The Writing Habits of Jane Austen

Jane Austen

What is known of the writing habits of Jane Austen, the beloved author, is simple and fascinating.

Most of Jane Austen’s best known writing was done at Chawton Cottage in Hampshire, where she revised Pride and Prejudice, Sense and Sensibility,and Northanger Abbey. It was there that she wrote Mansfield Park, Emma, and Persuasion.

Jane would try to write every day, close to a window for the light, using an amazingly small walnut table (which survives at the Chawton Cottage Museum) and a ‘writing box’ thought to have been a gift from her father.

This can be seen at the Sir John Ritblat Gallery at the British Library and was donated in 1999 by Joan Austen-Leigh, a direct descendent of Jane Austen’s brother James. Described as ‘a small chest which opens to reveal a writing surface and storage space for ink pot and writing implements,’ this was a convenient way to make sure she could quickly start writing. 


Starting with small slips of paper

She wrote initially on small slips of paper, which fitted easily into her writing box. (This may have given rise to the story that she would quickly hide her writing if she heard the door creak – now thought by some experts to be unlikely).

As her style developed, Jane’s manuscripts were mostly written on ‘booklets’ of about 190 x 120 mm, probably made by cutting down half sheets of ‘post’ writing paper to form quires of up to eight leaves (16 pages) which were assembled inside one another to make fatter booklets.

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Quill pen and ink well

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A quill pen and iron gall ink

Jane wrote using a quill pen that she dipped in a small inkwell. I have tried writing with a quill and found it quite satisfying, once you become used to it.

The ink used by Jane was made from iron gall, which was tannin mixed with iron sulphate, some gum arabic and a little water. As well as being indelible, it was cheap and readily available.  When exposed to the air the ink would change from a pale gray to a rich blue-black, then gradually turn brown as the iron oxidized.

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Jane Austen quote on being an author

The Biggest Myth About Jane Austen’s Writing Life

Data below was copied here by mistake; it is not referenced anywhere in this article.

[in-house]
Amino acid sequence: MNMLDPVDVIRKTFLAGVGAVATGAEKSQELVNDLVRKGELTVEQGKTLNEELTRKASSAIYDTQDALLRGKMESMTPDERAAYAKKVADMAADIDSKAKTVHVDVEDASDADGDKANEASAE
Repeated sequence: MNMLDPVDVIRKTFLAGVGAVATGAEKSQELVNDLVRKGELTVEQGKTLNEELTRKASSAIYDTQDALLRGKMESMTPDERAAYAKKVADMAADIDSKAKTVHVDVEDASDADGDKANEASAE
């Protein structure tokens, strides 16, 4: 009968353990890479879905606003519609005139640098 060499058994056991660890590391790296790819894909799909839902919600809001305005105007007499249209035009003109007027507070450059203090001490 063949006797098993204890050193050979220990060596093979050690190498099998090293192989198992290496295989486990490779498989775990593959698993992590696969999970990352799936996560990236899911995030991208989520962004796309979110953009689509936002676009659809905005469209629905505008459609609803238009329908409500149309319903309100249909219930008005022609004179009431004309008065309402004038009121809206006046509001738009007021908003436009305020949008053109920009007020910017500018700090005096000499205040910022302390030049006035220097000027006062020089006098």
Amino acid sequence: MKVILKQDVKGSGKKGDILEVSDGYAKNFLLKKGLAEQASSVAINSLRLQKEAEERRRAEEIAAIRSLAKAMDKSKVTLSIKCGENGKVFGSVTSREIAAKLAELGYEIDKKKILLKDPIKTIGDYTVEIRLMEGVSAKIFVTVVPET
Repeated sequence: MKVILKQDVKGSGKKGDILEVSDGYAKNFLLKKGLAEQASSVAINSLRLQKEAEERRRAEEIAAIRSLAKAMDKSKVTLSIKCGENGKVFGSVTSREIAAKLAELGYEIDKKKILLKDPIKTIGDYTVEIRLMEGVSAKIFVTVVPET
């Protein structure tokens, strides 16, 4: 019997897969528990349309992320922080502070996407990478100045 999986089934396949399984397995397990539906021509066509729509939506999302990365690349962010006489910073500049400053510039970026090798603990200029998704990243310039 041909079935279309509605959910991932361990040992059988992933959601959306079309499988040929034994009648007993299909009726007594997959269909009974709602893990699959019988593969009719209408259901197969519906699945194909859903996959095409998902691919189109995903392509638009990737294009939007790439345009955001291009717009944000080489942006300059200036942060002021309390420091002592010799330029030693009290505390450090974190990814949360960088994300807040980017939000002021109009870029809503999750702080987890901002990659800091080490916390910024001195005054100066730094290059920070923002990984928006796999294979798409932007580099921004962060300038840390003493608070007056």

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First drafts

Her way of writing was to mane an initial draft, often crossing out phrases or whole sentences until she was happy with them, then revise the whole work. It seems that reading the draft aloud to her friends and family was an important part of the process, particularly to her sister Cassandra.

Looking at the surviving manuscripts it is easy to see that Jane was not troubled by perfecting the grammar or punctuation as she wrote.  Professor Kathryn Sutherland of Oxford University studied over a thousand original handwritten pages of Austen’s unpublished writings and points out that they feature blots, crossing outs and “a powerful counter-grammatical way of writing.”

Reprinted by permission from The Writing Desk; contributed by Tony Riches.

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Jane Austen Manuscript

James Edward Austen-Leigh’s Memoir of Jane Austen

4 Responses to “The Writing Habits of Jane Austen”

  1. A question concerning her poor health. Wasn’t the ink poisonous? She is told to have had black stains on her skin as a sign of poison. But how to tell 200 years afterwards?

    • Iron gall ink, which Austen used to pen her novels, etc., is not poisonous if you get it on your skin. If you drink it, I don’t think you would be happy. The ink is corrosive depending on acidity; it can degrade and destroy paper over centuries. Iron gall ink has been used in western civilization for 1400 or so years.

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